Good deeds and good character: those are the stuff heavenly treasure is made of ... at least that was the thinking in Judaism and the first century church.  I would suggest a couple more.  I think storing treasure in heaven would also include introducing friends and family to Christ, so they also might inherit eternal life.  I would certainly want people I love sharing heavens joys with me.

            I also believe using our earthly possessions to advance Gods causes stores treasures in heaven for us.  When we give to the We Care Fund or to The One Great Hour of Sharing, we assist God in answering the prayers of a hungry child or a homeless refugee.  When we give to the ministry of this church we provide for worship and a place to educate Gods people in the ways of God.

            I'm sure you have heard the old story of the rich and famous man who died and went to heaven.   As he was being guided to his celestial home, he passed through one magnificent neighborhood after another and thought to himself how fitting it would be for a man of his position and reputation to live in one of the many fine mansions he saw there.  But the angel who was leading him did not stop at any of the magnificent mansions he saw; he stopped instead in front of a poorly constructed little shack.   "But wait," the man protested, "surely this cannot be my home."

            The angel replied, "I am sorry, Sir, this is the best we could do with the materials you sent up."

            Heavenly treasure ..."where moth and rust do not consume and where thieves do not break through and steal."

            When a fellow pastor, Bill Bouknight, settled his mother's estate, one of the things he received was a bar of silver.  He said it weighed ten or fifteen pounds and his father bought it in 1982.  When he took it a banker the banker told him it's current value was worth about half what of what his father paid for it.

            Bill laughed when he heard that.  He admitted that his dad's instincts concerning stocks, bonds, and financial investments were none too sharp, but when it came to eternal investments, he said, nobody was sharper than his dad.  His dad taught him that a principle was far more important than a profit, that a good name was worth more than silver or gold.  Most importantly, he taught Bill to place his elbows on the windowsills of heaven and to gaze lovingly and trustfully into the face of God.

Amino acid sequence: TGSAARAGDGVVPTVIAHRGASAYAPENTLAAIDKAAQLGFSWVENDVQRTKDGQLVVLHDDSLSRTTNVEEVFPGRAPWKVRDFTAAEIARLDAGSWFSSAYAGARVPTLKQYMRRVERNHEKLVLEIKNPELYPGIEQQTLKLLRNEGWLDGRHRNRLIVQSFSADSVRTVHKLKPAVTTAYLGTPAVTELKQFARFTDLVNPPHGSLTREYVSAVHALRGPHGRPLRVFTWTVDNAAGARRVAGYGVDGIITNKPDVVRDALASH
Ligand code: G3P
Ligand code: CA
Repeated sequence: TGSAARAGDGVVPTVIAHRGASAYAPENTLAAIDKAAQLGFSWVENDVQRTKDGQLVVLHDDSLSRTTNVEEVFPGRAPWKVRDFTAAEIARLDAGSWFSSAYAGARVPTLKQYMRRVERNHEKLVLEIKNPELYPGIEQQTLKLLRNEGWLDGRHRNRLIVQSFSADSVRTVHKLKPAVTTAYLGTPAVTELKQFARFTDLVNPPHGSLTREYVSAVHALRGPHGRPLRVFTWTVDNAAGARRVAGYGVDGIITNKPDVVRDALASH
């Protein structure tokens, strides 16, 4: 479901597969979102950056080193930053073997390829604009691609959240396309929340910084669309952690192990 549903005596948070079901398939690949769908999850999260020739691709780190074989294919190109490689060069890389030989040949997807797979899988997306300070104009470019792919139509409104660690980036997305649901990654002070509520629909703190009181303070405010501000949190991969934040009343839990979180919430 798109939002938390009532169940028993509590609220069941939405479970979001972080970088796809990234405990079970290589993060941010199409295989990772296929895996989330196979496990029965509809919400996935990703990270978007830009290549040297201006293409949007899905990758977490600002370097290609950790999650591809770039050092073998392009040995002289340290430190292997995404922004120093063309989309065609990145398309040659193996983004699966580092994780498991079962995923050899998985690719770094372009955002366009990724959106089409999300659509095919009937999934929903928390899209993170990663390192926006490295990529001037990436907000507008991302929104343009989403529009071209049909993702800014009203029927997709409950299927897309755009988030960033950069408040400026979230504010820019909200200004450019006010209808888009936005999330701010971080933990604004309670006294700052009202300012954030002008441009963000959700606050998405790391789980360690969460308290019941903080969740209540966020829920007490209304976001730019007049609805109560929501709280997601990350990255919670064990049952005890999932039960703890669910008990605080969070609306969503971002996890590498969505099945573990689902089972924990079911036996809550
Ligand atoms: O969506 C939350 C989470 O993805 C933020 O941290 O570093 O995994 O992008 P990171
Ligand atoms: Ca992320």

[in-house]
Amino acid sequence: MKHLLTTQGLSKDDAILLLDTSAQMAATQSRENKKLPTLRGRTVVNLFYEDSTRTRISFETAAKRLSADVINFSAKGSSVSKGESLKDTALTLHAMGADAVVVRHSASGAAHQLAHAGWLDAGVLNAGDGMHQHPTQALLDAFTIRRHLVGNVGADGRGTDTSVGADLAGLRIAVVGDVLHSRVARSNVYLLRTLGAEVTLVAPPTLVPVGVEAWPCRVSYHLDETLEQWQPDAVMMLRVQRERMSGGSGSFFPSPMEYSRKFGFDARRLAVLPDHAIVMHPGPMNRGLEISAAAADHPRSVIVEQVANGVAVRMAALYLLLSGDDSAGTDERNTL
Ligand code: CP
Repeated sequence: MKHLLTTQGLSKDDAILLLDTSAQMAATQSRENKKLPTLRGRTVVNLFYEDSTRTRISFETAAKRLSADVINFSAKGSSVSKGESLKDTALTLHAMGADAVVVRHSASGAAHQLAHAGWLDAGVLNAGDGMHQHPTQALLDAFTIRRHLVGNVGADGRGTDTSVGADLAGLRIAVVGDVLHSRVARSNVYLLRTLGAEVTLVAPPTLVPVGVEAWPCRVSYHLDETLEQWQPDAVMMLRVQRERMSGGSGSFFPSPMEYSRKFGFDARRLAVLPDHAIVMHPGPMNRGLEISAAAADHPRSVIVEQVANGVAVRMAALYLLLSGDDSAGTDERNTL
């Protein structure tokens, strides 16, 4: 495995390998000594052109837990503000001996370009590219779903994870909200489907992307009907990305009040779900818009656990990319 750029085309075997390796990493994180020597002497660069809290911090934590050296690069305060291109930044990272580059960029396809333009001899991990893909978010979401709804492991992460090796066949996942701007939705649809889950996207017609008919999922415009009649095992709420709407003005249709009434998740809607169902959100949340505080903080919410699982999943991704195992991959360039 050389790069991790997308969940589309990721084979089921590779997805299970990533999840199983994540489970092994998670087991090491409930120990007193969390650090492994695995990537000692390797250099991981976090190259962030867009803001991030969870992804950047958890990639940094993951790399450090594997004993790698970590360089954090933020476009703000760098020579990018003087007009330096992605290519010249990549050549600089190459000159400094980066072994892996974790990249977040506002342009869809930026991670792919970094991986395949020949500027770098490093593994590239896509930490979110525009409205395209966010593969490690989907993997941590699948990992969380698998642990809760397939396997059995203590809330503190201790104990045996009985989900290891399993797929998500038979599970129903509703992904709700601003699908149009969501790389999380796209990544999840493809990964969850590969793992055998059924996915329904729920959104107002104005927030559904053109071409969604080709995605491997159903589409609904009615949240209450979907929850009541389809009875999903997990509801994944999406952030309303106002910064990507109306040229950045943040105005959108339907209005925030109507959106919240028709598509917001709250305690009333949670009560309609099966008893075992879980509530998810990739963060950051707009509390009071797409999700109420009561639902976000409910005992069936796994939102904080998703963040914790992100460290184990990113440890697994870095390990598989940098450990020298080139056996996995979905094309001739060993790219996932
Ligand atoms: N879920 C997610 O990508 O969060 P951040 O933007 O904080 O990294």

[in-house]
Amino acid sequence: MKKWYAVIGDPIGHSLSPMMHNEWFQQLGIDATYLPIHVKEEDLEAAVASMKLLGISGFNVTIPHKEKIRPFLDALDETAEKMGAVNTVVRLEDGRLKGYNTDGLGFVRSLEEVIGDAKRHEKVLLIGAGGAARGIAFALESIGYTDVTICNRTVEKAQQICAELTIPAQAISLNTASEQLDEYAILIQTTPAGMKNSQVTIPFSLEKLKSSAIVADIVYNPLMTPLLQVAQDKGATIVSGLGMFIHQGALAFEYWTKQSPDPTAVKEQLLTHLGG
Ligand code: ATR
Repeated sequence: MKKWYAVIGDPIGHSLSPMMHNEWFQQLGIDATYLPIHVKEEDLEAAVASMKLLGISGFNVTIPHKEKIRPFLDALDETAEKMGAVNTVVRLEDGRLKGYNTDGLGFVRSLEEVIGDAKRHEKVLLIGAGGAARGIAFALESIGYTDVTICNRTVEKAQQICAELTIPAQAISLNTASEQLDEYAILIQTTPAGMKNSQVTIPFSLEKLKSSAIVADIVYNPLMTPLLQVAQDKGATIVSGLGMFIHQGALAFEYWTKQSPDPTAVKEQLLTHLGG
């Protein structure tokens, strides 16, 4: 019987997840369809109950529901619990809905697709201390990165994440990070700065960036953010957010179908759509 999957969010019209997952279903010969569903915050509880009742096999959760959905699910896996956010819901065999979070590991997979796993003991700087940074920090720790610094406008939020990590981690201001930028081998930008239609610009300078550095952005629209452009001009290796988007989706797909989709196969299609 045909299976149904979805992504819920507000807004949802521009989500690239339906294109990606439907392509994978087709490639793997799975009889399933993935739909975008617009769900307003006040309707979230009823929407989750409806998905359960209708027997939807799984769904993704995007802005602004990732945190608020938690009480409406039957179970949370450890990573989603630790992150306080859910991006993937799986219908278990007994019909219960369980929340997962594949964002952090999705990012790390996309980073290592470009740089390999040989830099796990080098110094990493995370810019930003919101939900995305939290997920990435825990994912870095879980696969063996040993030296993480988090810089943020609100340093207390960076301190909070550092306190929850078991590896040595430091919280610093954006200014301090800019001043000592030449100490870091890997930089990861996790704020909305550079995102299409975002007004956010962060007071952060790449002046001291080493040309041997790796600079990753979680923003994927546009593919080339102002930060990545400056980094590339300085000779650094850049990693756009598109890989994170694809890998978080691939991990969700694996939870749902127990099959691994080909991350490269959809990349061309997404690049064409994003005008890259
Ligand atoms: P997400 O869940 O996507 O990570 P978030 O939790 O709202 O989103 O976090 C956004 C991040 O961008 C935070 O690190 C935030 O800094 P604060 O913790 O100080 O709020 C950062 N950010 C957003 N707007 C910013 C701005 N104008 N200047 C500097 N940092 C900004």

Maybe we could summarize Jesus message this way.  If clothes are a big deal to you, fine, but be aware that they are not going to last.  If accumulated possessions are important, okay, but make sure that you know someone someday may deprive you of them.  If having a lot of money means a lot to you, all right, but remember nothing guarantees you will keep it.  The next downturn in the economy may take your nest egg away.   Other things, however, like kind deeds and good character and introducing others to God and giving your possessions to serve Gods purposes, those things endure forever.  And they will build your heart, not destroy it.

            Let's think about that.  Amen.

[1] Thanks to David Leininger and his sermon Regis and Jesus. 

[2] William Barclay, The Gospel of Matthew, Volume 1, (Westminster Press: Philadelphia) 244.

[3] Ibid.